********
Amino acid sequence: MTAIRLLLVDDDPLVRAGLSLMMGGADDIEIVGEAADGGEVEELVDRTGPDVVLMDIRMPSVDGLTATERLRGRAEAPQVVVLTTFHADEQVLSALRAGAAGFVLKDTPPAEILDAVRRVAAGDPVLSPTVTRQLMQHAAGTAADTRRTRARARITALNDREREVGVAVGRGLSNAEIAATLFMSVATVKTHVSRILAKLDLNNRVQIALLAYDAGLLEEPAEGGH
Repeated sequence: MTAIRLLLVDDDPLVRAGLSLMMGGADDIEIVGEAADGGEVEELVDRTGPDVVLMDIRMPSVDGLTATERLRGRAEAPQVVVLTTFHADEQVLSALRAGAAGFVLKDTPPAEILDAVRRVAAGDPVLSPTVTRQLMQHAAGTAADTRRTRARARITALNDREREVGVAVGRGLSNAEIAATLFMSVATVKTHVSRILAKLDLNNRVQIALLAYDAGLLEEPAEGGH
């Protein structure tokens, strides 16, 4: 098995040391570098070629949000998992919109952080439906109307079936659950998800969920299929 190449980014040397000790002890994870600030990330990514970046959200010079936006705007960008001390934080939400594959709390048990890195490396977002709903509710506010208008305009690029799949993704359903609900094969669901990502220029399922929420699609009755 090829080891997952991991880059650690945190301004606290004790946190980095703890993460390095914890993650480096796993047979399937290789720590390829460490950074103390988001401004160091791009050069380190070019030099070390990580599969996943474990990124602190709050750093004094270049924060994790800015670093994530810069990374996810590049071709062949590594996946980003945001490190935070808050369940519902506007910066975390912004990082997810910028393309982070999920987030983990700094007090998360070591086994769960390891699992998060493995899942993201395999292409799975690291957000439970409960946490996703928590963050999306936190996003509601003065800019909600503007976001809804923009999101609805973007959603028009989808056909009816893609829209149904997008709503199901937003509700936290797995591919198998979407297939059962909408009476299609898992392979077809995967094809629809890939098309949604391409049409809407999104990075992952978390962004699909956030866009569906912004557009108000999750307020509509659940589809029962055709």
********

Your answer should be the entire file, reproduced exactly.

Amino acid sequence: MTAIRLLLVDDDPLVRAGLSLMMGGADDIEIVGEAADGGEVEELVDRTGPDVVLMDIRMPSVDGLTATERLRGRAEAPQVVVLTTFHADEQVLSALRAGAAGFVLKDTPPAEILDAVRRVAAGDPVLSPTVTRQLMQHAAGTAADTRRTRARARITALNDREREVGVAVGRGLSNAEIAATLFMSVATVKTHVSRILAKLDLNNRVQIALLAYDAGLLEEPAEGGH
Repeated sequence: MTAIRLLLVDDDPLVRAGLSLMMGGADDIEIVGEAADGGEVEELVDRTGPDVVLMDIRMPSVDGLTATERLRGRAEAPQVVVLTTFHADEQVLSALRAGAAGFVLKDTPPAEILDAVRRVAAGDPVLSPTVTRQLMQHAAGTAADTRRTRARARITALNDREREVGVAVGRGLSNAEIAATLFMSVATVKTHVSRILAKLDLNNRVQIALLAYDAGLLEEPAEGGH
């Protein structure tokens, strides 16, 4: 098995040391570098070629949000998992919109952080439906109307079936659950998800969920299929 190449980014040397000790002890994870600030990330990514970046959200010079936006705007960008001390934080939400594959709390048990890195490396977002709903509710506010208008305009690029799949993704359903609900094969669901990502220029399922929420699609009755 090829080891997952991991880059650690945190301004606290004790946190980095703890993460390095914890993650480096796993047979399937290789720590390829460490950074103390988001401004160091791009050069380190070019030099070390990580599969996943474990990124602190709050750093004094270049924060994790800015670093994530810069990374996810590049071709062949590594996946980003945001490190935070808050369940519902506007910066975390912004990082997810910028393309982070999920987030983990700094007090998360070591086994769960390891699992998060493995899942993201395999292409799975690291957000439970409960946490996703928590963050999306936190996003509601003065800019909600503007976001809804923009999101609805973007959603028009989808056909009816893609829209149904997008709503199901937003509700936290797995591919198998979407297939059962909408009476299609898992392979077809995967094809629809890939098309949604391409049409809407999104990075992952978390962004699909956030866009569906912004557009108000999750307020509509659940589809029962055709």